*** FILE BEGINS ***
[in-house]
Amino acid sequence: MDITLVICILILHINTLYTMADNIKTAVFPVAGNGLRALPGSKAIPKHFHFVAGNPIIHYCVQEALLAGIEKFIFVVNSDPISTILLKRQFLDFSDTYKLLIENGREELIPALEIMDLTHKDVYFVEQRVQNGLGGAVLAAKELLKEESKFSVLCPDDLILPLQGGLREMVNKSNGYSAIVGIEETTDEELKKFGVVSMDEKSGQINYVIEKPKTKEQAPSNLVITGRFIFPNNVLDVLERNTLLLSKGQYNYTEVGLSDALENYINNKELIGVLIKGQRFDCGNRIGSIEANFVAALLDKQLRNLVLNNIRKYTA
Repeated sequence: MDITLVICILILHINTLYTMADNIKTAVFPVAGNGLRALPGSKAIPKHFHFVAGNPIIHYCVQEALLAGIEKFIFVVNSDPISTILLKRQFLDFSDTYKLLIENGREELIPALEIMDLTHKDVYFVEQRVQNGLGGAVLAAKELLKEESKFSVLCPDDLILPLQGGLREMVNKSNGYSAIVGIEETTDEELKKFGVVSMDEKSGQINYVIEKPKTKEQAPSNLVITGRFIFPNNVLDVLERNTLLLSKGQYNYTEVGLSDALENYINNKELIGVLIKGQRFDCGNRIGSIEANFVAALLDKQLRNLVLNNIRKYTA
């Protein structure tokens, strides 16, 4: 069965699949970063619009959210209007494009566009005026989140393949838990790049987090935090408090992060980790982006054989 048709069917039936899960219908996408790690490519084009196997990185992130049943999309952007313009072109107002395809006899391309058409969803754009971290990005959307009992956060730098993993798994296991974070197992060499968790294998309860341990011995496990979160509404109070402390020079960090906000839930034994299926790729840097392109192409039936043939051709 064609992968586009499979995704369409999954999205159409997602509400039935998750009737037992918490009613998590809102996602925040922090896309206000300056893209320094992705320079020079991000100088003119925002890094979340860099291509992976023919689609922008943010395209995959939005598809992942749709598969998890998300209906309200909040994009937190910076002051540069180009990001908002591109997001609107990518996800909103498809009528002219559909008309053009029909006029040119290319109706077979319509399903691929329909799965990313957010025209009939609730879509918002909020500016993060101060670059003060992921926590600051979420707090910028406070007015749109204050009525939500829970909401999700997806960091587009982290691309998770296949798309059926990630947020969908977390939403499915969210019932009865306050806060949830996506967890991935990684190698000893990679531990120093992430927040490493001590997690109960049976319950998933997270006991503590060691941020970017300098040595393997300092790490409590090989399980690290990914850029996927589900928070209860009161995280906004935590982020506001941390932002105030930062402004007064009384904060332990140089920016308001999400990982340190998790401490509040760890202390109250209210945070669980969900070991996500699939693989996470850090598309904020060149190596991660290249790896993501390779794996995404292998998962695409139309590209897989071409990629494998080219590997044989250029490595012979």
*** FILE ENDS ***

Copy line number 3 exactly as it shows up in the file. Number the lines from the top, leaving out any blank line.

Repeated sequence: MDITLVICILILHINTLYTMADNIKTAVFPVAGNGLRALPGSKAIPKHFHFVAGNPIIHYCVQEALLAGIEKFIFVVNSDPISTILLKRQFLDFSDTYKLLIENGREELIPALEIMDLTHKDVYFVEQRVQNGLGGAVLAAKELLKEESKFSVLCPDDLILPLQGGLREMVNKSNGYSAIVGIEETTDEELKKFGVVSMDEKSGQINYVIEKPKTKEQAPSNLVITGRFIFPNNVLDVLERNTLLLSKGQYNYTEVGLSDALENYINNKELIGVLIKGQRFDCGNRIGSIEANFVAALLDKQLRNLVLNNIRKYTA